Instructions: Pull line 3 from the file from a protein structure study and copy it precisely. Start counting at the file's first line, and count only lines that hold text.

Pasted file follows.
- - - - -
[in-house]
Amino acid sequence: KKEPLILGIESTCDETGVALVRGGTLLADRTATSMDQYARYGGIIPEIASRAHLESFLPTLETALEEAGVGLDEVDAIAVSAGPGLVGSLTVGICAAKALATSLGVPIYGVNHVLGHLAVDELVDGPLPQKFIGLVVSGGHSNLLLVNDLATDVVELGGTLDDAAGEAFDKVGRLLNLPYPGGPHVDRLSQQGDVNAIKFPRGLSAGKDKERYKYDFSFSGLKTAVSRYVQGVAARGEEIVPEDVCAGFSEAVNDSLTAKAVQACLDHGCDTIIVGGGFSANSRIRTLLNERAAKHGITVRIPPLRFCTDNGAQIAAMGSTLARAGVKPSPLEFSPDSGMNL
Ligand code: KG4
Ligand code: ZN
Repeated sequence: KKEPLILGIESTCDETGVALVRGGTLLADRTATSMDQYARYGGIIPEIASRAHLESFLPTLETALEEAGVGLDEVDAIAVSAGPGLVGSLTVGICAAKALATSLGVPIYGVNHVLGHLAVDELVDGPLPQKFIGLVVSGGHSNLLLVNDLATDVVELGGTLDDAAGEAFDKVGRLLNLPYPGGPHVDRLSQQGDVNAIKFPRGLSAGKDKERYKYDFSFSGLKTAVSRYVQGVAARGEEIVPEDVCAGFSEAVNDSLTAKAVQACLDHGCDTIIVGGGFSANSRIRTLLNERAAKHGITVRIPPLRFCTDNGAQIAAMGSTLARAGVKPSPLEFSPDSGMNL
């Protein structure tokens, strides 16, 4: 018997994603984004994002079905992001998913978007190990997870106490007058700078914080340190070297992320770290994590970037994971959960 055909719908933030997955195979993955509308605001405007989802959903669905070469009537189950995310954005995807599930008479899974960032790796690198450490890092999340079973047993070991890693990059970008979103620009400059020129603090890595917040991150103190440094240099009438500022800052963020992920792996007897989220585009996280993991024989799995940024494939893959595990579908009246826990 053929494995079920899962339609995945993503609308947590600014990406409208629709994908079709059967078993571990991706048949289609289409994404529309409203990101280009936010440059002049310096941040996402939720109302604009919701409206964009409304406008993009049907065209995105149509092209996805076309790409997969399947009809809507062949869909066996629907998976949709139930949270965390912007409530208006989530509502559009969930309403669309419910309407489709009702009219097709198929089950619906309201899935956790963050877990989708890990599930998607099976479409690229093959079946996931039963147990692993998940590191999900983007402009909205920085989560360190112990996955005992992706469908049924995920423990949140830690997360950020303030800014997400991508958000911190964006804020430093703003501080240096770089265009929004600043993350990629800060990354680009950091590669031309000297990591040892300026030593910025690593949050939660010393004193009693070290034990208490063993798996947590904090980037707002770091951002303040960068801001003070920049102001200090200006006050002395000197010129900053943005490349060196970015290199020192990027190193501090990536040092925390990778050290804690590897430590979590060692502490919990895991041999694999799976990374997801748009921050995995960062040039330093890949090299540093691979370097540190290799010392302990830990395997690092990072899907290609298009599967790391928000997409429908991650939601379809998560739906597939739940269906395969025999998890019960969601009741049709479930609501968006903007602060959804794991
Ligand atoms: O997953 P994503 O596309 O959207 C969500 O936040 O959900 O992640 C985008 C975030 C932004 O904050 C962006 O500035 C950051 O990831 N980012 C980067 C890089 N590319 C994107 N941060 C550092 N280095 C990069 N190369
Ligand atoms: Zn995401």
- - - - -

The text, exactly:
Ligand code: KG4